California teenager dies after being pulled from under pontoon boat; 6ft waves reported at Lake Havasu

LAS VEGAS (KLAS) — Three boats sank and authorities rescued “several boaters” as a major storm hit Lake Havasu on Sunday, according to the Mohave County Sheriff’s Office (MCSO). A California teenager died in one of the incidents.

Reports of waves “over 6 feet high” on Lake Havasu on Sunday sent lifeguards into action, responding to calls. “Several boaters in distress were pulled from the water, assisted by beached boats and brought to port,” according to reports published on Tuesday.

Just after 5:30 p.m., MCSO deputies responded to assist the San Bernardino County, Calif., Sheriff’s Department to a call of a capsized pontoon with multiple subjects missing in the water in the north basin of the lake. Havasu near the Havasu Landing Casino. Rescue divers and deputies entered the water after learning that a victim was trapped under the boat.

An MCSO rescue diver managed to get under the boat after several deputies and others at the scene lifted the boat. A 17-year-old woman from Pico Rivera, Calif., was treated at the scene by Lake Havasu firefighters before being taken to Havasu Regional Medical Center. From there, she was taken to Phoenix Children’s Hospital.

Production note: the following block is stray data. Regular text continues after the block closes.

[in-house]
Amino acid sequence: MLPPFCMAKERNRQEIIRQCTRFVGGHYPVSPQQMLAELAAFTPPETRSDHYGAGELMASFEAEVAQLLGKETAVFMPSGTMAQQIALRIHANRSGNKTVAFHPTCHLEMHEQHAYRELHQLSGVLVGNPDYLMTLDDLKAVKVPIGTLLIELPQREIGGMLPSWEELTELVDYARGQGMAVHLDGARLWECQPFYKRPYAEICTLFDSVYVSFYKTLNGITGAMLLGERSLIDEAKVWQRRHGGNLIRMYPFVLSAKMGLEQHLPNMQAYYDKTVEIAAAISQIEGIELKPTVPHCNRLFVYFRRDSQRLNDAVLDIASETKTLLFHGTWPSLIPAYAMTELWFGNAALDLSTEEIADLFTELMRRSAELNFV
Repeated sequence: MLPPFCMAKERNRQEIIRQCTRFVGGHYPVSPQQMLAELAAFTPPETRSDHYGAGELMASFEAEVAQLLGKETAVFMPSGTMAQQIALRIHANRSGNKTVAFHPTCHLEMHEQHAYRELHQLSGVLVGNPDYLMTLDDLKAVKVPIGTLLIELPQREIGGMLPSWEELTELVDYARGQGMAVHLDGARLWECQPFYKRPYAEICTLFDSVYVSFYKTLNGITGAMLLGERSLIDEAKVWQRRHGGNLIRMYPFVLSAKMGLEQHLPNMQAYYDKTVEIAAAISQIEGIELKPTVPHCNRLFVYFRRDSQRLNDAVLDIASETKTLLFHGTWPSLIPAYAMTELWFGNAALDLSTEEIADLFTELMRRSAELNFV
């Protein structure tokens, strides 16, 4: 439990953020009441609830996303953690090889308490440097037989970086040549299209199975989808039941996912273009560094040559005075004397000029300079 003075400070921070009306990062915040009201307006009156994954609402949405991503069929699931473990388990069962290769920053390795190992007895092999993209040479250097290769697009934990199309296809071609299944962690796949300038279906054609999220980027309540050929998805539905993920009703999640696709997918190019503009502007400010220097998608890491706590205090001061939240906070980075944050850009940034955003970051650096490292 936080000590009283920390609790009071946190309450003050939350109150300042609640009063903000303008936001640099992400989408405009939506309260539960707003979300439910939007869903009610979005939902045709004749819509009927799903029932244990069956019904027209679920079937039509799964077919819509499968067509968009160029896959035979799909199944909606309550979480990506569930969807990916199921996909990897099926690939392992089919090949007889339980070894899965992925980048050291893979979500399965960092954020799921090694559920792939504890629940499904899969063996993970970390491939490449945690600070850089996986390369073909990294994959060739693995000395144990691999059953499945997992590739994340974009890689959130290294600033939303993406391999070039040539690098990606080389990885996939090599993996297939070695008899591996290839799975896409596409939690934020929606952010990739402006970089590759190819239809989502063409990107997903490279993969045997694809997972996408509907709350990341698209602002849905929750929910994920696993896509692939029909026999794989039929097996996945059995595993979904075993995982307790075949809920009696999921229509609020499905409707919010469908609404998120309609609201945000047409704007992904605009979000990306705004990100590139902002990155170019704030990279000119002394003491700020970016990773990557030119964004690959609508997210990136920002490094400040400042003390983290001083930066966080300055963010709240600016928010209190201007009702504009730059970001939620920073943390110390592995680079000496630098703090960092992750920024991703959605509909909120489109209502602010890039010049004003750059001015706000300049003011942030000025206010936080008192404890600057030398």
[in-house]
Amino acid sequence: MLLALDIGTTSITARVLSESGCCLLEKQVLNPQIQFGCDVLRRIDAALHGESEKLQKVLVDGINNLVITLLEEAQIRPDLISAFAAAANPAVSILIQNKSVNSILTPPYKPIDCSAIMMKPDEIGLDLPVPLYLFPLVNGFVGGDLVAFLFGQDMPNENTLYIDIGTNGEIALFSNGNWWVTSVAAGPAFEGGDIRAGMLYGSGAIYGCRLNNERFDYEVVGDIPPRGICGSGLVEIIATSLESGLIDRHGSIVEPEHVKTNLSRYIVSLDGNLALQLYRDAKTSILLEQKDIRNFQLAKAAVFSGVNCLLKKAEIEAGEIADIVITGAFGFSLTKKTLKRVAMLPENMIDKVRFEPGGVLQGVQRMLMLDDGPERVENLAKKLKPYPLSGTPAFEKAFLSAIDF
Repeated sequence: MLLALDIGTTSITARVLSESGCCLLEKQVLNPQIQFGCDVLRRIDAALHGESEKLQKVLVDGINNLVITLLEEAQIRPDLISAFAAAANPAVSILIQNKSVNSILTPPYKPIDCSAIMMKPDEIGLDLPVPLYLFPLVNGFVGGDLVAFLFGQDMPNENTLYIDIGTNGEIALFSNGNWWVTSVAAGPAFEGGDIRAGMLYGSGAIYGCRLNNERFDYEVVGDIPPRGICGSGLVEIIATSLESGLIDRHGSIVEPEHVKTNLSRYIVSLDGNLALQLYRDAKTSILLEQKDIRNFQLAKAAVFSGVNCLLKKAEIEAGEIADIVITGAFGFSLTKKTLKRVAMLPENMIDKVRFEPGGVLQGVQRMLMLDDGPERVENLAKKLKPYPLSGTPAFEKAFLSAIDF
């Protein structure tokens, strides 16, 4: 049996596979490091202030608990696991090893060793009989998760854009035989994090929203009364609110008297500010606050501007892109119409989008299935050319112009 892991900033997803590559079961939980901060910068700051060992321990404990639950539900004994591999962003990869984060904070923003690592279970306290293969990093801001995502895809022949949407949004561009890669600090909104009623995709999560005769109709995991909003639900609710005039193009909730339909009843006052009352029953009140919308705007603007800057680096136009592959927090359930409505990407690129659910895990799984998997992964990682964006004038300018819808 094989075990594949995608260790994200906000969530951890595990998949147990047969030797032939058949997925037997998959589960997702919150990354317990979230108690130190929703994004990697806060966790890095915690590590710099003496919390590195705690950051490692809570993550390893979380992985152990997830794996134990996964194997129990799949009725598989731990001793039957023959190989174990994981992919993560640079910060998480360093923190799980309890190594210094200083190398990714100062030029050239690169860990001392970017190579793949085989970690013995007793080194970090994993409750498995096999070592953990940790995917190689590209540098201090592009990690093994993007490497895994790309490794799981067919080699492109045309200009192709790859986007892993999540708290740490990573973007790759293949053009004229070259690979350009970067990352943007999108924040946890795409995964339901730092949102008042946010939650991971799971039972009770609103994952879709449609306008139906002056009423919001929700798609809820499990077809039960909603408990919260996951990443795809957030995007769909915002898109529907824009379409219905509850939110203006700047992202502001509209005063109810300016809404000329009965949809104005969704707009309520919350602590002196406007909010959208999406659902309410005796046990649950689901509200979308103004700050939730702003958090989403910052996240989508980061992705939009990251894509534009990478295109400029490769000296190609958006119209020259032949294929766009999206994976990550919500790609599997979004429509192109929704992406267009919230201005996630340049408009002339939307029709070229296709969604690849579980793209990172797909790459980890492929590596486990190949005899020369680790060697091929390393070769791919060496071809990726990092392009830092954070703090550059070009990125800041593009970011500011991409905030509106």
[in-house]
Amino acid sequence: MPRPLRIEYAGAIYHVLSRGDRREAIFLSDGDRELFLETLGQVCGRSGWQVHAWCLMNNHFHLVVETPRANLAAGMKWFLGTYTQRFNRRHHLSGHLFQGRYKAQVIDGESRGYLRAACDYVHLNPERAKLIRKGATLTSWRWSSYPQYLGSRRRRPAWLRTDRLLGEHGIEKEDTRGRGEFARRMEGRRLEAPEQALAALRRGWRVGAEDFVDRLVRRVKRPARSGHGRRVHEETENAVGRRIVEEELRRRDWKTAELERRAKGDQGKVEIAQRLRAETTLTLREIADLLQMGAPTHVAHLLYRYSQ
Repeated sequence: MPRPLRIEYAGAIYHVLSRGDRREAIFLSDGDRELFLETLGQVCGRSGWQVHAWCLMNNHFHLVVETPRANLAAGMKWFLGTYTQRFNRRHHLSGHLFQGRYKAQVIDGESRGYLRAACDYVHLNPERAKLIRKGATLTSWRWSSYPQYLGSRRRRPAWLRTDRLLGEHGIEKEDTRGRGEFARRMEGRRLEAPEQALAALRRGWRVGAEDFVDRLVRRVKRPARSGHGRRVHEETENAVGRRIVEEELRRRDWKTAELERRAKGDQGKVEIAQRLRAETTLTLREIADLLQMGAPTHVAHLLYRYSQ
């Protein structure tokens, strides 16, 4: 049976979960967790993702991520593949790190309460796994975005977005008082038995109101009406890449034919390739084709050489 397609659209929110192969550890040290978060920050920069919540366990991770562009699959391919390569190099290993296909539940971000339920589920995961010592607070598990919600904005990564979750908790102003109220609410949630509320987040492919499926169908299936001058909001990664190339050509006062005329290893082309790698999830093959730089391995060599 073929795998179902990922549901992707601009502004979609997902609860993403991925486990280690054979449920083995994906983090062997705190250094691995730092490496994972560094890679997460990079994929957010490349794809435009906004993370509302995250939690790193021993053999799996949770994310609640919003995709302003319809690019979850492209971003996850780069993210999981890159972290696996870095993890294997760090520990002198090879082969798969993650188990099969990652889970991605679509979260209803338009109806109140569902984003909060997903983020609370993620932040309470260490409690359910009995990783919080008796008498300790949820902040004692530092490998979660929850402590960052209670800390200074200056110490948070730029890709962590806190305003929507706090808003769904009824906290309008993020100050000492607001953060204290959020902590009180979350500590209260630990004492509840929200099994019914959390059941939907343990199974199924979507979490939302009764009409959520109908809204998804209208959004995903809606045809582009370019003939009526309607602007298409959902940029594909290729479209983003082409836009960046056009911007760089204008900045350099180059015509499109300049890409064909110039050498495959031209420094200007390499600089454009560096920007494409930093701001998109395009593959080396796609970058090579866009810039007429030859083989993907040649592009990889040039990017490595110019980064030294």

She was pronounced dead Monday night, according to the San Bernardino County Sheriff’s Department.

The incident is being investigated by the San Bernardino County Sheriff’s Department Marine Enforcement Unit.

MCSO Waterways Assistants assisted 14 boaters for various reasons, investigated four boating accidents without injury and two boating accidents with injury. MPs responded to seven medical calls on the waterways with paramedics on board.

On Tuesday, MCSO Waterways MPs reported on Labor Day weekend enforcement efforts:

  • 22 arrested for reckless operation of a boat
  • 2 arrested for operating a boat under the influence
  • 49 quotes
  • 95 warnings

MCSO officials remind the public to check the weather forecast before and during a day on the water. Always wear a life jacket on the water.

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